The annual rate of house price increases reached its highest level since November 2007, the government’s own data shows.  Property prices rose by 9.7% year-on-year in March – the 12th consecutive month of annual price rises, the Department for Communities said.
The average value of a UK home rose by 0.7% compared with February.
London saw the biggest rise in prices over the year, but prices fell in Northern Ireland.
The cost of the average home reached £205,598 in March, although the typical sale price for those getting on to the property ladder was lower.
The average house price paid by first time buyers was £151,749, 12.6% higher than a year ago, and the average price paid by former owner occupiers was £238,794, some 8.6% up on 12 months earlier.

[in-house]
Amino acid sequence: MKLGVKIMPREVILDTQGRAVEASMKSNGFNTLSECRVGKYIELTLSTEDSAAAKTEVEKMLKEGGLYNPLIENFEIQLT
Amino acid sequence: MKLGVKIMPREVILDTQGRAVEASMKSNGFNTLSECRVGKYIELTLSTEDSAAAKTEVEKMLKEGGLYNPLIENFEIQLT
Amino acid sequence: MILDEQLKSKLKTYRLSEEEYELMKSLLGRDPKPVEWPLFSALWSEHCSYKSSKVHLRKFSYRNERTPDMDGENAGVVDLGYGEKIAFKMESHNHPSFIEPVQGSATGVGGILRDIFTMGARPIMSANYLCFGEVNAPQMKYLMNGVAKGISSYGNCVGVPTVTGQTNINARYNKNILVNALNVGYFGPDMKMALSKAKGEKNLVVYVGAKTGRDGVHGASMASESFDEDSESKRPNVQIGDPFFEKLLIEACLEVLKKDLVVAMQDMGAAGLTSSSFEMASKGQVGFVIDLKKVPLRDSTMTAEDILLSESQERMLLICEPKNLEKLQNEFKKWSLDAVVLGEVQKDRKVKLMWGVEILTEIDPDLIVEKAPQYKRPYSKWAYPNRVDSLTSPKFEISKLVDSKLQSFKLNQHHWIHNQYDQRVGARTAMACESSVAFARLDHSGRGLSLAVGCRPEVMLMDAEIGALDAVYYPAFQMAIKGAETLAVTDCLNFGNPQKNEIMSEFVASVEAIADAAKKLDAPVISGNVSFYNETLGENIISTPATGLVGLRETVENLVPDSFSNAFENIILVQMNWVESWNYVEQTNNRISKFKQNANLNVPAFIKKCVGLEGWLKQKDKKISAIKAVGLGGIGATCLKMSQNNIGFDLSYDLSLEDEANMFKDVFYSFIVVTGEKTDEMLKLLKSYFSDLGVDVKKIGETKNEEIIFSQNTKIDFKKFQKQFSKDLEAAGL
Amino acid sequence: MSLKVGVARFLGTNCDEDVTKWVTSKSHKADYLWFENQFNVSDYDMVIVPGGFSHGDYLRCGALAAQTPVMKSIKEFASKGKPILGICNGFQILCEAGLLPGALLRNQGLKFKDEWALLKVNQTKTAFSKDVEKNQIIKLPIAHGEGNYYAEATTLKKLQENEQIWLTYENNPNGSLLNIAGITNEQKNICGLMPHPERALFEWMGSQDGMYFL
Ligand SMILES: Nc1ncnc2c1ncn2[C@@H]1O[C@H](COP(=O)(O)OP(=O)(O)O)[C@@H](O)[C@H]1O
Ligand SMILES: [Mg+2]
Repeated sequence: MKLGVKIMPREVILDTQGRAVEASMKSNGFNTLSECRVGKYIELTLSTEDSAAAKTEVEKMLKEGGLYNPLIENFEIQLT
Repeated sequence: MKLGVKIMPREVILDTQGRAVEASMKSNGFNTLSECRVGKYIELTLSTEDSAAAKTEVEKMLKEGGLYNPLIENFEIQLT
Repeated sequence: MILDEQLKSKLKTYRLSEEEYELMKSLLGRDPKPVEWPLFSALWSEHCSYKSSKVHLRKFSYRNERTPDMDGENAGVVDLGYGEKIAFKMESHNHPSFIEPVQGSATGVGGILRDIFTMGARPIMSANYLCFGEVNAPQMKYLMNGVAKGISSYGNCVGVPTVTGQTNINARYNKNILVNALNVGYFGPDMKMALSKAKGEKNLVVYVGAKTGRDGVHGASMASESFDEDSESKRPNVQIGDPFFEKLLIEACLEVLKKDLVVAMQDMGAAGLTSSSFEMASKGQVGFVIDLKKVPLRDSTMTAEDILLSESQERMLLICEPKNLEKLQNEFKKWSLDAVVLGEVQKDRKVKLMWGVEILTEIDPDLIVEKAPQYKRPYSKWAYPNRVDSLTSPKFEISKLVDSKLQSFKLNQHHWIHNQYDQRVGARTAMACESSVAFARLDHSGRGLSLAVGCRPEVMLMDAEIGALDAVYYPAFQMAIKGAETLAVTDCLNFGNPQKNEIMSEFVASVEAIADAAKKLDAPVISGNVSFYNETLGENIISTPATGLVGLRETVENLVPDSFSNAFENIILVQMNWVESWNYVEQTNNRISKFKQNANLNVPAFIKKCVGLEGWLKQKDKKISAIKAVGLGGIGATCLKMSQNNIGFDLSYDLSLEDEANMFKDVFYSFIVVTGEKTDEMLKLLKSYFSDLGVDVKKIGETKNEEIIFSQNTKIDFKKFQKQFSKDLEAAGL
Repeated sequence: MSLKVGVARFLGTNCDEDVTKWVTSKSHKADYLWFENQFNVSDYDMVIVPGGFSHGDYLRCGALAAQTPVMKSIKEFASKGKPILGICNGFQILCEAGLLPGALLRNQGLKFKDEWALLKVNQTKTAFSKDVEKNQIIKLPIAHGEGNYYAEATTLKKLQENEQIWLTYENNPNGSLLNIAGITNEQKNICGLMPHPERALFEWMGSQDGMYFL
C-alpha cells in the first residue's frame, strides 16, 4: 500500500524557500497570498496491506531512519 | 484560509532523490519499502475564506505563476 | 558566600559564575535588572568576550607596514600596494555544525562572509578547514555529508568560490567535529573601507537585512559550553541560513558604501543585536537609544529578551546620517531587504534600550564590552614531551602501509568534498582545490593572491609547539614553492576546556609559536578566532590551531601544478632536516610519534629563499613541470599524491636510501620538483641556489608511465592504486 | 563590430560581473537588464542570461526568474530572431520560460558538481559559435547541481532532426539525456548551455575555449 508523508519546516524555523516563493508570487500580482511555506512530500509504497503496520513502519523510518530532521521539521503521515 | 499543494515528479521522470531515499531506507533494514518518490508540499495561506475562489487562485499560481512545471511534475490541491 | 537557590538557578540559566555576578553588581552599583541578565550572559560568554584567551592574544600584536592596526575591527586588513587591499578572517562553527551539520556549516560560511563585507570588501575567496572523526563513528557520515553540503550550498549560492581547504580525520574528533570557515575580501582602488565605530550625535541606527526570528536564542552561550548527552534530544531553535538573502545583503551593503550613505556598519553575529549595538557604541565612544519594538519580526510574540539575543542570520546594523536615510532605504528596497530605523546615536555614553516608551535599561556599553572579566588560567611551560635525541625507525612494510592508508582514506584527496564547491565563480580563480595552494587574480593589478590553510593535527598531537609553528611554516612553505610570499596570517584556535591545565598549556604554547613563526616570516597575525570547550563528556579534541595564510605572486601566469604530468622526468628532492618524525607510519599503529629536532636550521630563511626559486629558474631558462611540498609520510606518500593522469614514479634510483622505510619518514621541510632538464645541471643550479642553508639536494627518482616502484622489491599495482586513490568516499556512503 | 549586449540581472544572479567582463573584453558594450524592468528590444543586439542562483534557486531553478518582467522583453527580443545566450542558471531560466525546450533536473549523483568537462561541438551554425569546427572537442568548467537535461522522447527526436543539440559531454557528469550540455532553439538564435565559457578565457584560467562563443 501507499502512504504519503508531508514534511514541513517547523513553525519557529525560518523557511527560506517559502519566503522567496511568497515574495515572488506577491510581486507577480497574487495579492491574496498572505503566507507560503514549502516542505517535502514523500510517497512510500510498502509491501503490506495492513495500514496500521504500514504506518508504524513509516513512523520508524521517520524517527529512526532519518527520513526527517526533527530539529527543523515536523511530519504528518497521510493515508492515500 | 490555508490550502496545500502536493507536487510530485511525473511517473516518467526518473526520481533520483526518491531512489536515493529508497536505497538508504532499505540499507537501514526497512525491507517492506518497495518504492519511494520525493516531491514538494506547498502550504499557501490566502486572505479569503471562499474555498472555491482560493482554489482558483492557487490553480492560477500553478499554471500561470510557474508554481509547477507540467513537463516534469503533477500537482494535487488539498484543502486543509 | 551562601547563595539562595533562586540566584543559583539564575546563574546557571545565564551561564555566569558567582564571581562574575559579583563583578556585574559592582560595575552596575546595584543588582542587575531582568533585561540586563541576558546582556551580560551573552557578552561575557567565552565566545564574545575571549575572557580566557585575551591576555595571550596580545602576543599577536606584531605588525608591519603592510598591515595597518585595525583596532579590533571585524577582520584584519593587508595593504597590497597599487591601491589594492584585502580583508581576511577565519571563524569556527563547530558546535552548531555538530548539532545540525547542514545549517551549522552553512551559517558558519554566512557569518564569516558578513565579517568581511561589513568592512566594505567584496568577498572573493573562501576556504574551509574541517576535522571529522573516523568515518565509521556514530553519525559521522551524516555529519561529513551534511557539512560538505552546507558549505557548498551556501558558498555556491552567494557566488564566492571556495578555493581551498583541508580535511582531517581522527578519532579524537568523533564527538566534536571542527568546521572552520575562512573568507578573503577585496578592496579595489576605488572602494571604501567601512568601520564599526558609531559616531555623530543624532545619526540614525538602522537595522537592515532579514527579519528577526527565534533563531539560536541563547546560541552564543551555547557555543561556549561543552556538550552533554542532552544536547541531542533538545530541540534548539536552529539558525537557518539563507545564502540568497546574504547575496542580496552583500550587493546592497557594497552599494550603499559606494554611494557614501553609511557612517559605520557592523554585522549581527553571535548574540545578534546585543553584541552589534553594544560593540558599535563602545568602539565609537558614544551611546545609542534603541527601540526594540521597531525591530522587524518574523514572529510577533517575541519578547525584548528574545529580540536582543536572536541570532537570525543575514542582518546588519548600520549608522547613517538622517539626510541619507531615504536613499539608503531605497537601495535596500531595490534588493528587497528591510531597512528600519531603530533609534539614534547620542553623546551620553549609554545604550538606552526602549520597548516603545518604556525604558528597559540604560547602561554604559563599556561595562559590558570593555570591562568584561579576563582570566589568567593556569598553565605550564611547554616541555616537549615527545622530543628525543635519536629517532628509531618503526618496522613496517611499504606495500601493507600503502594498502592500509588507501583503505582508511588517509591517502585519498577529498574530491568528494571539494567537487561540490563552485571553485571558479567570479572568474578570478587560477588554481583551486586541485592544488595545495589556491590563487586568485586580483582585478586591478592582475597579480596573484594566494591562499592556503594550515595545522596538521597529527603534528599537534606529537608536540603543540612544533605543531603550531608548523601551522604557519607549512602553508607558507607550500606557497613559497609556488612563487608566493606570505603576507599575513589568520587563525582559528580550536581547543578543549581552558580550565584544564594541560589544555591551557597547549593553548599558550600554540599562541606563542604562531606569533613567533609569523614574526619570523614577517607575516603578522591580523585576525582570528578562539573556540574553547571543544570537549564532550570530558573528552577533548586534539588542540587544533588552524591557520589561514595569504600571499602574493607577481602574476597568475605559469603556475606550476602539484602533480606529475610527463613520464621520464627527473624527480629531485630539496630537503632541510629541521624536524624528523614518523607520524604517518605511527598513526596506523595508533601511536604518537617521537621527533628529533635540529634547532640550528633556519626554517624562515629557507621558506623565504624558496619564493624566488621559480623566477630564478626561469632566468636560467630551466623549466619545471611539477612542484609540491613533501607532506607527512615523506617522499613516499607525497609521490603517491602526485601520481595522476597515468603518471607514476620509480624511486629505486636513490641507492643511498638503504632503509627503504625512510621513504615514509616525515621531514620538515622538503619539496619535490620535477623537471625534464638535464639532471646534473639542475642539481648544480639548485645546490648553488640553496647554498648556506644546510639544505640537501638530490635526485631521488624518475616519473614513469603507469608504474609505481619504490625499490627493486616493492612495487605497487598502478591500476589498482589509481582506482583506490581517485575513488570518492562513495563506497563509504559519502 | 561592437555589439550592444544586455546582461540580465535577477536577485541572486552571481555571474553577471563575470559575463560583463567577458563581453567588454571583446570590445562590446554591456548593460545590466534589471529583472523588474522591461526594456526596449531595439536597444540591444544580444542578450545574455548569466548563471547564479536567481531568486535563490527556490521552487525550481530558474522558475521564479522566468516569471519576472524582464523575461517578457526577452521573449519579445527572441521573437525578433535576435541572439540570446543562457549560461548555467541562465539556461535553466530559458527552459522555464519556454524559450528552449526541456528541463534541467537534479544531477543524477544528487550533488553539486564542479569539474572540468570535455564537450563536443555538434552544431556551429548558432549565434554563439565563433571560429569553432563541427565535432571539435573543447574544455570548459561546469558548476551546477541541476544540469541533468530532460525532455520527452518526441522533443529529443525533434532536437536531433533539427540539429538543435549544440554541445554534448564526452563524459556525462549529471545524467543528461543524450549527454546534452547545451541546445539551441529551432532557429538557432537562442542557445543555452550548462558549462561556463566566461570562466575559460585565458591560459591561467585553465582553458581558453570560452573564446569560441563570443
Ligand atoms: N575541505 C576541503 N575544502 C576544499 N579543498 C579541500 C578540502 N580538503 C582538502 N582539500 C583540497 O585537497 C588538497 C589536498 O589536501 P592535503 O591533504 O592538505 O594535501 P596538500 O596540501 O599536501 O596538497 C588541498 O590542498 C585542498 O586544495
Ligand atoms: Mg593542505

Annual house price growth was 10.1% in England, 7.2% in Scotland and 8.1% in Wales. In Northern Ireland, prices fell by 6.9% on average in the year to March.
This put the cost of the typical home at £212,266 in England, £165,106 in Scotland, £150,648 in Wales and £174,172 in Northern Ireland.
In the regions of England, annual house price inflation rose in every area. The largest was in London (15.6%) and the smallest in the North West (5.1%).
Annual price growth was 11.3% in the South East of England, 9.7% in the South West, 9% in the West Midlands, 8.4% in the East, 8.3% in Yorkshire and the Humber, 5.7% in the North East and 5.2% in the East Midlands.
Despite these rises, many analysts are expecting a rocky year for the property market.
“The data does not fundamentally change our view that house prices will struggle to make significant gains over the coming months,” said Howard Archer, chief UK and European economist at IHS Global Insight.
“Housing market activity has been markedly softer overall so far in 2010 compared to the latter months of 2009, [and] the economic fundamentals are still far from robust for the housing market.”